Duplicate initiator IP entries in Web Activity reports
Question: Web Activity reports contains duplicate (repeated) initiator ip’s Web activity reports for a specific source ip (ex : 10.3.29.87) is listed multiple times (some entries with ip , hostname , but no username , some entries with ip , username , but no hostname and one entry with just ip—address and not hostname , username info )
Answer:The data is not in duplicate
Row 1 - The ip + hostname + user together makes up the key Row 2 - The ip + empty hostname + user name makes up the key Row 3 - The ip + hostname + empty user name makes up the key Row 4 - The ip + empty hostname + empty user name makes up the key
Note the distinction - "EMPTY"
In each of the above instance the data was extracted from the syslog (triggered by user activity) sent by the firewalls as is. For event 1 the firewall sent all three values but for other events the firewall sent the syslog with 1 one or more fields as empty.
Why is the syslog from the firewall so flaky, or unreliable, or any other adjective you can use to describe the discrepancy? It is not any of the above. The firewall’s core job is to inspect the traffic and send it the request out as soon as possible. So, at times the Name Resolution engine that scrubs the request and translates the ip into readable names for host and user fields is skipped if the processing is taking too long. However, on the GMS and Analyzer front we are taking as many steps as possible to scrub the data and present it to the user in nicer format.
How can you improve the quality of the syslogs to make sure that the hostname is always included in the syslog? This question to firmware team has come up several times and here is the response:
Why do Analyzer reports show ip instead of name of the web site? KB 5261 & 5264 Sonicwall 'displaying authenticated username'
Background: ViewPoint consumes the contents of dst, dstname, etc tags from the syslog. The syslog format and tags depends on the version of the firmware.
Firewall World Without “Name Resolution” Feature in Firmware <134>id=firewall sn=0006B101200E time="2006-09-23 02:37:47 UTC" fw=188.8.131.52 pri=6 c=1024 m=97 n=221 src=10.50.162.84:1929:LAN dst=184.108.40.206:80:WAN proto=tcp/http op= rcvd=530 result=302 dstname=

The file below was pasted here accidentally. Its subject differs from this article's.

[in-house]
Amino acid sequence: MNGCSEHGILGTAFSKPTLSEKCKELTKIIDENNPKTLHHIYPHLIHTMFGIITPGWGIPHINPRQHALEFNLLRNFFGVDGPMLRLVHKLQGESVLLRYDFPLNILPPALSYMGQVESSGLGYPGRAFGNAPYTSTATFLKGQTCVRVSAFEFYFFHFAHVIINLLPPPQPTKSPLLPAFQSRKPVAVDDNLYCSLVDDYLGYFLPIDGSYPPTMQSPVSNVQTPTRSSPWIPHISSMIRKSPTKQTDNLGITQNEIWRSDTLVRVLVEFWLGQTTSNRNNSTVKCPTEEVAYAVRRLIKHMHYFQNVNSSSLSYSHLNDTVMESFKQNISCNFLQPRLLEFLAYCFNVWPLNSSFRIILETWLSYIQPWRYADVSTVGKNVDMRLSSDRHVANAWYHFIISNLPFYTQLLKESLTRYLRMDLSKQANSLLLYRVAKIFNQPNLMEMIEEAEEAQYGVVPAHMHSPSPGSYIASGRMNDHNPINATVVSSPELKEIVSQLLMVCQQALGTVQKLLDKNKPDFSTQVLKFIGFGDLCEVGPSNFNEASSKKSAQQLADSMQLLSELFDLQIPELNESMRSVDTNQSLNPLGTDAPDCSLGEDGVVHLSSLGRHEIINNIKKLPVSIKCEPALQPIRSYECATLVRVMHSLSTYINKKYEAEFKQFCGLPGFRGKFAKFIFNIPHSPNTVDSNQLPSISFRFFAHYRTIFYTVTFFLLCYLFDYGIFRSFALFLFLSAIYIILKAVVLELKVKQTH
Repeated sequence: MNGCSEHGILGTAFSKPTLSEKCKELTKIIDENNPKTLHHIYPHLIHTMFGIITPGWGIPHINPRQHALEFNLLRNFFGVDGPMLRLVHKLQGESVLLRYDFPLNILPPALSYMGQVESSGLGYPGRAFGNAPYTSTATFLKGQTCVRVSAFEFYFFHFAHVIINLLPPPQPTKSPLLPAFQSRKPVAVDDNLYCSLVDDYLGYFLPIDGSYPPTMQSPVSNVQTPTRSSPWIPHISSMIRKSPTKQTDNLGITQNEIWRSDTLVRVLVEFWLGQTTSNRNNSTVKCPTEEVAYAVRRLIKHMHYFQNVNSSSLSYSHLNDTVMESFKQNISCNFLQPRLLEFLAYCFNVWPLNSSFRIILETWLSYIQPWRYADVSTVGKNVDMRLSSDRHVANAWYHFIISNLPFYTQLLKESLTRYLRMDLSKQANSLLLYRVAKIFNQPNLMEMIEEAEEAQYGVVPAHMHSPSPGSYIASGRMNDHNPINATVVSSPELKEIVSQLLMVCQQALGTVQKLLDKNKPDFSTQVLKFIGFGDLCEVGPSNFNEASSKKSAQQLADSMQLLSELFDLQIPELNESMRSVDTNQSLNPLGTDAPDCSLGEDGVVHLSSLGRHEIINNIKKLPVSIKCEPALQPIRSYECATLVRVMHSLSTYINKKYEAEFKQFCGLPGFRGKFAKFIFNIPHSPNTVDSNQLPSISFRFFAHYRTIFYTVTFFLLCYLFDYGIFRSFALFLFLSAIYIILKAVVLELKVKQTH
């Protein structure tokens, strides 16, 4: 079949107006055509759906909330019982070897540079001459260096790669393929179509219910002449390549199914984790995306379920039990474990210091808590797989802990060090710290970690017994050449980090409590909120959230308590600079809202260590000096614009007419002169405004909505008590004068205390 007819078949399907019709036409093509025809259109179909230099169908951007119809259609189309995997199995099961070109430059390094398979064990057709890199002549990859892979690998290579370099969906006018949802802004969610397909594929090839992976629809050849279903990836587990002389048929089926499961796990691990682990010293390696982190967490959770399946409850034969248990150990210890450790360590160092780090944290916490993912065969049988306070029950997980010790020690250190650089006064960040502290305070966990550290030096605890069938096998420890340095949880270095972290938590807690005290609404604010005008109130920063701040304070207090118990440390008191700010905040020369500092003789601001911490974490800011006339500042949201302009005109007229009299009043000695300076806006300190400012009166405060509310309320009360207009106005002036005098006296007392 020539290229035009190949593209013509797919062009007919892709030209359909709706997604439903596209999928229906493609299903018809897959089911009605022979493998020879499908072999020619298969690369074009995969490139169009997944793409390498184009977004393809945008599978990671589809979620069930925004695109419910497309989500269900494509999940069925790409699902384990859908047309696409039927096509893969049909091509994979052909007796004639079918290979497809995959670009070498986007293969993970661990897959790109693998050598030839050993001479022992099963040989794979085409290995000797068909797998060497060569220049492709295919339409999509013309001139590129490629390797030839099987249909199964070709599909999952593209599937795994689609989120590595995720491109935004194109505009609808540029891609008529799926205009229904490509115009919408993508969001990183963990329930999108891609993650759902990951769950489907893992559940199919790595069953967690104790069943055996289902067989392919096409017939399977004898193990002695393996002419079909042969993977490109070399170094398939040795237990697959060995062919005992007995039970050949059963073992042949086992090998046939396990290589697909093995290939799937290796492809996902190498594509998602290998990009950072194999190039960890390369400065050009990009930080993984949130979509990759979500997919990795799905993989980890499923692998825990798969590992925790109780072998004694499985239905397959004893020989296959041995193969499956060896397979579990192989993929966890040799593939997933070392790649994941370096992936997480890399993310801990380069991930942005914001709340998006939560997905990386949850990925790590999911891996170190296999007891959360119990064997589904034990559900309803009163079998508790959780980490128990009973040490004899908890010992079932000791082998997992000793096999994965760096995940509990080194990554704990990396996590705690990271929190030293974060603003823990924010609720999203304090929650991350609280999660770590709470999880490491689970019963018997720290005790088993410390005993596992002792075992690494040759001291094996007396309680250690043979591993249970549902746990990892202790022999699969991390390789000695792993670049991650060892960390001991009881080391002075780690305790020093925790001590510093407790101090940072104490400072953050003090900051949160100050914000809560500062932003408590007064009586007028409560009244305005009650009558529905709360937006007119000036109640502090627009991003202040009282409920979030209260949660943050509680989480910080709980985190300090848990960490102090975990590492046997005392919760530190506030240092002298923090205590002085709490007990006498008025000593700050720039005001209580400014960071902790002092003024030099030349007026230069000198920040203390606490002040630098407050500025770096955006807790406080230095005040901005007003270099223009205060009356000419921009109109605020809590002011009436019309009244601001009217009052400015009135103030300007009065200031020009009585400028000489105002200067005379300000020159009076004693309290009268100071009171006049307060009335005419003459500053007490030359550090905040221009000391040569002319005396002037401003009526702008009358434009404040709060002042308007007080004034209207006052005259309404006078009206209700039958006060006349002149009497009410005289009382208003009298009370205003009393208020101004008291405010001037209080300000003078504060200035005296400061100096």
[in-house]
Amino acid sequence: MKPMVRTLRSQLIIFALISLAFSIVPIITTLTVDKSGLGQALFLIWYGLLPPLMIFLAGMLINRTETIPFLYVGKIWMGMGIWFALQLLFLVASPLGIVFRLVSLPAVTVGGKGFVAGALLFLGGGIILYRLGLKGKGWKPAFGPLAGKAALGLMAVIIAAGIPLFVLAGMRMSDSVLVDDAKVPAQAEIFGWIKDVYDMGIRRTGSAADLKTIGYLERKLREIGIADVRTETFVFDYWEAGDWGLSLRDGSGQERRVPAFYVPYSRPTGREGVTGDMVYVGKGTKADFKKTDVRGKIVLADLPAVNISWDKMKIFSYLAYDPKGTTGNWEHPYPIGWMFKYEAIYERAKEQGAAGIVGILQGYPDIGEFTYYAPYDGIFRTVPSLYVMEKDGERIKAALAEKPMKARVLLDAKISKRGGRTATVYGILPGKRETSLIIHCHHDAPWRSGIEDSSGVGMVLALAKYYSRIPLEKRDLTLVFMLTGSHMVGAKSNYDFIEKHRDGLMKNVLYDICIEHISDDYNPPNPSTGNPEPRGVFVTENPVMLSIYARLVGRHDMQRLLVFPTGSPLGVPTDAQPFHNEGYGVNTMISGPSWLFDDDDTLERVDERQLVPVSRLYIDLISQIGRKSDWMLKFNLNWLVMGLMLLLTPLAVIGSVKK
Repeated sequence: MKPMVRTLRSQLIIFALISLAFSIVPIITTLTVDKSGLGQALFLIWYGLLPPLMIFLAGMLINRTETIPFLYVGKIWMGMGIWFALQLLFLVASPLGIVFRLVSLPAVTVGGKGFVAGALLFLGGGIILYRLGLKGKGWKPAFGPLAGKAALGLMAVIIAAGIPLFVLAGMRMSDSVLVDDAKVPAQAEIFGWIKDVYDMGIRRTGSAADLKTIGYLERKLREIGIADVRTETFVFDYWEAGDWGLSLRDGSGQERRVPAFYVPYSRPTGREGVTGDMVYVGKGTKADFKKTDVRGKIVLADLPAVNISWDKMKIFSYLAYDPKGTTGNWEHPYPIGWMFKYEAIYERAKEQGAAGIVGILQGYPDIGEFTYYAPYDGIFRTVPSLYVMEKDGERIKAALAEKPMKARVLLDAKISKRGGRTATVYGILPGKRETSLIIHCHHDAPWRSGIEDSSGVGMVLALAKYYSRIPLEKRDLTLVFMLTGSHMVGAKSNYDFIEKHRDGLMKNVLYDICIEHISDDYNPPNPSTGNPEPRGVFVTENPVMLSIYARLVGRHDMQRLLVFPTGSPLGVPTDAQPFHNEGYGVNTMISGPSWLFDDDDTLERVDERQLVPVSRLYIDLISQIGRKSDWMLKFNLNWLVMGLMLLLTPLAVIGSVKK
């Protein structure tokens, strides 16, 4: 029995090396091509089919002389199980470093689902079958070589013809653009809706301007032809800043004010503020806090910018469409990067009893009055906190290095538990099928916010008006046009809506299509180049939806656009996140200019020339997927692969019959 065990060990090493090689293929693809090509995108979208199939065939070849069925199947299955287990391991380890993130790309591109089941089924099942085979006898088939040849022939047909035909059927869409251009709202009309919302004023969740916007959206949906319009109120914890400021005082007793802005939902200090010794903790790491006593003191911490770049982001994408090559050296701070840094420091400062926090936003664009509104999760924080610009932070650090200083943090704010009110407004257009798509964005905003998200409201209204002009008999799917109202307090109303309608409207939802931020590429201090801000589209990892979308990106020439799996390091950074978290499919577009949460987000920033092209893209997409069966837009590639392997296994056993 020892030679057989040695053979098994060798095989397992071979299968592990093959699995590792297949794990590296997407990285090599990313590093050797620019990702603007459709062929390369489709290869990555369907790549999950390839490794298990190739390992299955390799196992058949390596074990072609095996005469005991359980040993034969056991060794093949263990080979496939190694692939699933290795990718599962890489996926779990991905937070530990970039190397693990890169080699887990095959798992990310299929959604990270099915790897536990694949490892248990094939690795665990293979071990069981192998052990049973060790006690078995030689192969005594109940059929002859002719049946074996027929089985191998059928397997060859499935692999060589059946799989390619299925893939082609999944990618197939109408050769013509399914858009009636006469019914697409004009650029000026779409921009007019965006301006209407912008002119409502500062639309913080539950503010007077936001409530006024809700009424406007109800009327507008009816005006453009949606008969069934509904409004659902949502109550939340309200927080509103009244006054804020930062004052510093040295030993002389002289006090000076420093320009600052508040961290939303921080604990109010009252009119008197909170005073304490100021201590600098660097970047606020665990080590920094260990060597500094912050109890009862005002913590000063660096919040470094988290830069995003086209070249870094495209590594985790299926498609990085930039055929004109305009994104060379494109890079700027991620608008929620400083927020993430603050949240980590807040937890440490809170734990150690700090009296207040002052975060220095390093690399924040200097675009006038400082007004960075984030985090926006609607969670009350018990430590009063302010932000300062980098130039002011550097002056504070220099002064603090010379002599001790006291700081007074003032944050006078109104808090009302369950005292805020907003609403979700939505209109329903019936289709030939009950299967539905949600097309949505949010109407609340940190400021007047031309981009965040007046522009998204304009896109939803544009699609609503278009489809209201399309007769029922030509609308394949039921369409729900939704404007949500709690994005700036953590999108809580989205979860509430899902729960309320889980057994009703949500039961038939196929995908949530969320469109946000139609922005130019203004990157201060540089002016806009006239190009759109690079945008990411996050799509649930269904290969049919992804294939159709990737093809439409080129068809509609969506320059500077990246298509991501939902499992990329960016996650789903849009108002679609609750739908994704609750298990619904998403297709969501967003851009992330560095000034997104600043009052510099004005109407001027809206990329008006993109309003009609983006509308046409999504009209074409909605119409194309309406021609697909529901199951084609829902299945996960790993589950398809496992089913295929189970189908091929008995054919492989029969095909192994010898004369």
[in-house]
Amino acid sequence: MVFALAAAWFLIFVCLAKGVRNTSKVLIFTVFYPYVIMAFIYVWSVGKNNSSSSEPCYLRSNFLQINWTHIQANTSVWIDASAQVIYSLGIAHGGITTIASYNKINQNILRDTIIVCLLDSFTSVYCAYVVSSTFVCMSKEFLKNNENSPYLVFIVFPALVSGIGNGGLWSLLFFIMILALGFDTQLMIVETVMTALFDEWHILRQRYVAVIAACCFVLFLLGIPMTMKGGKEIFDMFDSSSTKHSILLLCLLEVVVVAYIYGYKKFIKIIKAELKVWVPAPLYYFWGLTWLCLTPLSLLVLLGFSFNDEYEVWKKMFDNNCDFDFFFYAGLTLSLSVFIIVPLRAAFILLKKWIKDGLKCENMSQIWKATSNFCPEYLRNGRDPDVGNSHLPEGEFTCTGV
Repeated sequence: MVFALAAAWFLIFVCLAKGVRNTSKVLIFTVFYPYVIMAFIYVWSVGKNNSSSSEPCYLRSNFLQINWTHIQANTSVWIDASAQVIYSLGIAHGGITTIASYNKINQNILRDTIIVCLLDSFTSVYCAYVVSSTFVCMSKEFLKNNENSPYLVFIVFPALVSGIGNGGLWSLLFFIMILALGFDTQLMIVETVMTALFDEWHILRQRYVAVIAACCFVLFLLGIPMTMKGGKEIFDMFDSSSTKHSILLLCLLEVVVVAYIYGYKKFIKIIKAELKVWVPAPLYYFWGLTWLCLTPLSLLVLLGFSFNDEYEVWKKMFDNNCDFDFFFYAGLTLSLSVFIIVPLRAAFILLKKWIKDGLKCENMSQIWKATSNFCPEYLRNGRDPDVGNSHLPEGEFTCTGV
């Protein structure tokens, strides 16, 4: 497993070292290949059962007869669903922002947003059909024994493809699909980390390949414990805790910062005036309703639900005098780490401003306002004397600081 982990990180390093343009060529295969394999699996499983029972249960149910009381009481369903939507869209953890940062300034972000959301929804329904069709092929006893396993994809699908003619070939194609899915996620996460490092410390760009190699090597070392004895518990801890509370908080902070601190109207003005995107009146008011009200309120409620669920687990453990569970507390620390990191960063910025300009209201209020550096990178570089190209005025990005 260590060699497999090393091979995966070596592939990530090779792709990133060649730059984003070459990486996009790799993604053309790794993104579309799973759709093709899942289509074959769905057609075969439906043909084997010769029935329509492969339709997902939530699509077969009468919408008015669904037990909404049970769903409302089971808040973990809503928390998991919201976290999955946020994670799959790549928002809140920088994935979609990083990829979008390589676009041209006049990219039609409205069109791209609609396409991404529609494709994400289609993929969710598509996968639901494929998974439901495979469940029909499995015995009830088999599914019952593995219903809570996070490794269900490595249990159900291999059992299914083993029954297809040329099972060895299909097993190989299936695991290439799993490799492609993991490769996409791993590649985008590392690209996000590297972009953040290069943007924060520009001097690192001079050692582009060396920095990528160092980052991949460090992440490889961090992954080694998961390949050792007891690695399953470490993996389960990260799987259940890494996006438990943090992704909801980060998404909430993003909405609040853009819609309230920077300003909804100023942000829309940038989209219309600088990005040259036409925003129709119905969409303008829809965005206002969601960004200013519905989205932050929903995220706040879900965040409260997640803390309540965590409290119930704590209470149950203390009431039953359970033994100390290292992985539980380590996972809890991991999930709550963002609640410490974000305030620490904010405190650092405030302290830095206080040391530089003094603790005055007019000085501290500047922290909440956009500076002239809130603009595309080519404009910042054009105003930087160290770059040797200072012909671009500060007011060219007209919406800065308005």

CSM World With “Name Resolution” integrated with AD Connector: <134>id=sonicwall sn=0006B127B660 time="2008-02-18 20:24:36 UTC" fw=10.0.0.4 pri=6 c=1024 m=97 n=582 usr="SCANNERPC/Local User" src=10.0.0.38:1321:X0 dst=220.127.116.11:80:X1 proto=tcp/http op=GET sent=392 rcvd=1500 result=404 dstname=www.steelsolutions.com arg=/images/stripe.jpg code=64 Category="Not Rated"
After the syslog is captured, the summarizer processes the syslog as follows:
In Gen 1 Summarizer Mode If FQDN is not available in the syslog ViewPoint application performs a simple reverse look up using the ip. Once the ip is tagged appropriately all reports going forward will consume the name associated to this ip. One drawback, multiple URL’s or a change in the future is not captured.
In Gen 2 Summarizer Modes ViewPoint consumes the content of the syslog and this also depends on the version of the firmware.
Firmware without “Name Resolution” features Capture the contents of the syslog as is.
Firmware with “Name Resolution” feature The summarizer processes the usr tag first if available else consume the contents of the src tag.
How does DNS Reverse Resolution work/not work in Firewalls (for syslogs)
Since a name resolution takes milliseconds and the time from event issuance to syslog can take microseconds, the firewall cannot wait for name resolution to complete before rendering a message. This means that the first time an IP address is encountered, there will be a delay before its name will be available to the rendering mechanism.
The name resolution cache is currently set to 256 entries, so once the table fills up, we reuse old entries. This means that an IP address can go in-and-out of name resolution. This area could use more analysis to determine the optimum table size. When I did the implementation, I assumed the peak rate of new IP addresses was 50 per second. I thought that giving them 5 seconds of “life” would be adequate. I assumed the average case had smaller rates of new IP addresses and smaller “working-sets” of IP addresses. Probably a better data point to base this number on would be the average number of hosts/users (i.e., working-set) Viewpoint users expect to observe in reports.
The name resolution scheme respects DNS TTL values, so this is another cause of losing an IP address’s name. NetBios doesn’t have the concept of TTL so we default to 1200 seconds (20 minutes) which was chosen to be similar to typical DNS TTLs.